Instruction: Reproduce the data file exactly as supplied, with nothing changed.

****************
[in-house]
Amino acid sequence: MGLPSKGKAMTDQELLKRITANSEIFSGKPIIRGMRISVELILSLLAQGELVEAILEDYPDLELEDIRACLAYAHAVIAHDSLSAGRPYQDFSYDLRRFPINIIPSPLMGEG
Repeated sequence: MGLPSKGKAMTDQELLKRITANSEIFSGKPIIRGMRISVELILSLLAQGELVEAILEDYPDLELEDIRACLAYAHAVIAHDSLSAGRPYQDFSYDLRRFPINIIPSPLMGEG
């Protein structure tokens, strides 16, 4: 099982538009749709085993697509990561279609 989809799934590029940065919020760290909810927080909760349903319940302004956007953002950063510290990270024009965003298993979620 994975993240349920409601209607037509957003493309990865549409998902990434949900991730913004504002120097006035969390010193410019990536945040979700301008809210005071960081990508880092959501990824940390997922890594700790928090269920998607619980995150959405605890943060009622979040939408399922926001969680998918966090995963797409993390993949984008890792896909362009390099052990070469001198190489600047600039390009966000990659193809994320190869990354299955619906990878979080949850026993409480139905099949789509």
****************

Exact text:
[in-house]
Amino acid sequence: MGLPSKGKAMTDQELLKRITANSEIFSGKPIIRGMRISVELILSLLAQGELVEAILEDYPDLELEDIRACLAYAHAVIAHDSLSAGRPYQDFSYDLRRFPINIIPSPLMGEG
Repeated sequence: MGLPSKGKAMTDQELLKRITANSEIFSGKPIIRGMRISVELILSLLAQGELVEAILEDYPDLELEDIRACLAYAHAVIAHDSLSAGRPYQDFSYDLRRFPINIIPSPLMGEG
């Protein structure tokens, strides 16, 4: 099982538009749709085993697509990561279609 989809799934590029940065919020760290909810927080909760349903319940302004956007953002950063510290990270024009965003298993979620 994975993240349920409601209607037509957003493309990865549409998902990434949900991730913004504002120097006035969390010193410019990536945040979700301008809210005071960081990508880092959501990824940390997922890594700790928090269920998607619980995150959405605890943060009622979040939408399922926001969680998918966090995963797409993390993949984008890792896909362009390099052990070469001198190489600047600039390009966000990659193809994320190869990354299955619906990878979080949850026993409480139905099949789509």